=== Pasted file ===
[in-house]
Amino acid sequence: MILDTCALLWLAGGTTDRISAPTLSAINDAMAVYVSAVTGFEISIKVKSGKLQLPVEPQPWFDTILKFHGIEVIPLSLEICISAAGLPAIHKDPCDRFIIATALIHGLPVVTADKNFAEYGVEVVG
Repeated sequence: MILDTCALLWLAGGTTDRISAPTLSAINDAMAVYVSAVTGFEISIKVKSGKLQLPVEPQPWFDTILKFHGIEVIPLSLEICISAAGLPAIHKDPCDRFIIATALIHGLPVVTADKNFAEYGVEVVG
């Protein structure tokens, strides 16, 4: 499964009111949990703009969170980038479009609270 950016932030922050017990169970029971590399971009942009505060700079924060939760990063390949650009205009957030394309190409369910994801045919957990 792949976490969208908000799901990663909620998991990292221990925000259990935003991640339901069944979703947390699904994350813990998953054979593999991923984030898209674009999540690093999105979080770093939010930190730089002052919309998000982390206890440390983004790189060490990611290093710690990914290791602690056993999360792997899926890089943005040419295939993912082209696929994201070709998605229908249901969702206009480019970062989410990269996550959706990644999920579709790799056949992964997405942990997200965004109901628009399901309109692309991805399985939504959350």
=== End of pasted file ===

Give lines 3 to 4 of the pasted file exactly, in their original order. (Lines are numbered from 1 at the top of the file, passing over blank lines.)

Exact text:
Repeated sequence: MILDTCALLWLAGGTTDRISAPTLSAINDAMAVYVSAVTGFEISIKVKSGKLQLPVEPQPWFDTILKFHGIEVIPLSLEICISAAGLPAIHKDPCDRFIIATALIHGLPVVTADKNFAEYGVEVVG
């Protein structure tokens, strides 16, 4: 499964009111949990703009969170980038479009609270 950016932030922050017990169970029971590399971009942009505060700079924060939760990063390949650009205009957030394309190409369910994801045919957990 792949976490969208908000799901990663909620998991990292221990925000259990935003991640339901069944979703947390699904994350813990998953054979593999991923984030898209674009999540690093999105979080770093939010930190730089002052919309998000982390206890440390983004790189060490990611290093710690990914290791602690056993999360792997899926890089943005040419295939993912082209696929994201070709998605229908249901969702206009480019970062989410990269996550959706990644999920579709790799056949992964997405942990997200965004109901628009399901309109692309991805399985939504959350």